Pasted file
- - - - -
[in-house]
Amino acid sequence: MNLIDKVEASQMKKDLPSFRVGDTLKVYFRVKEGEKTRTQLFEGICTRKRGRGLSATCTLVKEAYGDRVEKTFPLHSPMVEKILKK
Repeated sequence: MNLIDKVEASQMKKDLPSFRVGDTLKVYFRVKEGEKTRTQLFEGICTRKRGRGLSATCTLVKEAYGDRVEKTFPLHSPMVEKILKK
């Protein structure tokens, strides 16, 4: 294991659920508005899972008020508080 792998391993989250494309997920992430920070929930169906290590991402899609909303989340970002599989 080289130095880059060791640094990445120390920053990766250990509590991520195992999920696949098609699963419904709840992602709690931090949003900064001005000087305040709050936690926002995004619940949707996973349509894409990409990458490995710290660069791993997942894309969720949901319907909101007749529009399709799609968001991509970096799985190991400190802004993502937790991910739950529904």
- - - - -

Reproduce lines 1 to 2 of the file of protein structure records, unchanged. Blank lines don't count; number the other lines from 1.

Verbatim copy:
[in-house]
Amino acid sequence: MNLIDKVEASQMKKDLPSFRVGDTLKVYFRVKEGEKTRTQLFEGICTRKRGRGLSATCTLVKEAYGDRVEKTFPLHSPMVEKILKK